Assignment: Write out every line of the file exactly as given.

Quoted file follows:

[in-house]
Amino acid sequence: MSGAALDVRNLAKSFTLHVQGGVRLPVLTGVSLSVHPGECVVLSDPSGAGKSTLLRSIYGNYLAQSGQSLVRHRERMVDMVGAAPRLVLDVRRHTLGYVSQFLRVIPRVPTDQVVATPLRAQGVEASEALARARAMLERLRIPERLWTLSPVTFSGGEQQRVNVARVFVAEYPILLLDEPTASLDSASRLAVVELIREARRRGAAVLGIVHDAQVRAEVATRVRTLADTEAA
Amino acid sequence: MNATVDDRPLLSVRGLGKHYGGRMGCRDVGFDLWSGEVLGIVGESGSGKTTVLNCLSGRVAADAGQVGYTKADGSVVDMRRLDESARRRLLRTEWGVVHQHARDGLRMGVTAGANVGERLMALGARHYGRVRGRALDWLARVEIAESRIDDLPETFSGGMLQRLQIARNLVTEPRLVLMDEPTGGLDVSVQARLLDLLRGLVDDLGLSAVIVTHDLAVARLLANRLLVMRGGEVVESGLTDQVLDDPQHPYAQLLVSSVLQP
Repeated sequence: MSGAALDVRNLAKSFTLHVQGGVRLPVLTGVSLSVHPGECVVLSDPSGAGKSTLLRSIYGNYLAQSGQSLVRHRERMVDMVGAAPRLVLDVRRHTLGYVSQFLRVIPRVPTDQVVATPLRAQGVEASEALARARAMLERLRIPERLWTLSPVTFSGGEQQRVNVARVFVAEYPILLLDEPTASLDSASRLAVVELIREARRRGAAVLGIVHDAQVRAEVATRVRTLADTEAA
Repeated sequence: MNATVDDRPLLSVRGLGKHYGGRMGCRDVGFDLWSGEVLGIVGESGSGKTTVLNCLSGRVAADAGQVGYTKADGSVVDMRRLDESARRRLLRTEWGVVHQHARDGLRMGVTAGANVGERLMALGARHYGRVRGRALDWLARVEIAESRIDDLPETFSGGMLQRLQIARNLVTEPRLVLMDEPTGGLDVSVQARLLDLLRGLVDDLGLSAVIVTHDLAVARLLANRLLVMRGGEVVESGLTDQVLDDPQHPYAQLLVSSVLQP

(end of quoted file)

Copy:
[in-house]
Amino acid sequence: MSGAALDVRNLAKSFTLHVQGGVRLPVLTGVSLSVHPGECVVLSDPSGAGKSTLLRSIYGNYLAQSGQSLVRHRERMVDMVGAAPRLVLDVRRHTLGYVSQFLRVIPRVPTDQVVATPLRAQGVEASEALARARAMLERLRIPERLWTLSPVTFSGGEQQRVNVARVFVAEYPILLLDEPTASLDSASRLAVVELIREARRRGAAVLGIVHDAQVRAEVATRVRTLADTEAA
Amino acid sequence: MNATVDDRPLLSVRGLGKHYGGRMGCRDVGFDLWSGEVLGIVGESGSGKTTVLNCLSGRVAADAGQVGYTKADGSVVDMRRLDESARRRLLRTEWGVVHQHARDGLRMGVTAGANVGERLMALGARHYGRVRGRALDWLARVEIAESRIDDLPETFSGGMLQRLQIARNLVTEPRLVLMDEPTGGLDVSVQARLLDLLRGLVDDLGLSAVIVTHDLAVARLLANRLLVMRGGEVVESGLTDQVLDDPQHPYAQLLVSSVLQP
Repeated sequence: MSGAALDVRNLAKSFTLHVQGGVRLPVLTGVSLSVHPGECVVLSDPSGAGKSTLLRSIYGNYLAQSGQSLVRHRERMVDMVGAAPRLVLDVRRHTLGYVSQFLRVIPRVPTDQVVATPLRAQGVEASEALARARAMLERLRIPERLWTLSPVTFSGGEQQRVNVARVFVAEYPILLLDEPTASLDSASRLAVVELIREARRRGAAVLGIVHDAQVRAEVATRVRTLADTEAA
Repeated sequence: MNATVDDRPLLSVRGLGKHYGGRMGCRDVGFDLWSGEVLGIVGESGSGKTTVLNCLSGRVAADAGQVGYTKADGSVVDMRRLDESARRRLLRTEWGVVHQHARDGLRMGVTAGANVGERLMALGARHYGRVRGRALDWLARVEIAESRIDDLPETFSGGMLQRLQIARNLVTEPRLVLMDEPTGGLDVSVQARLLDLLRGLVDDLGLSAVIVTHDLAVARLLANRLLVMRGGEVVESGLTDQVLDDPQHPYAQLLVSSVLQP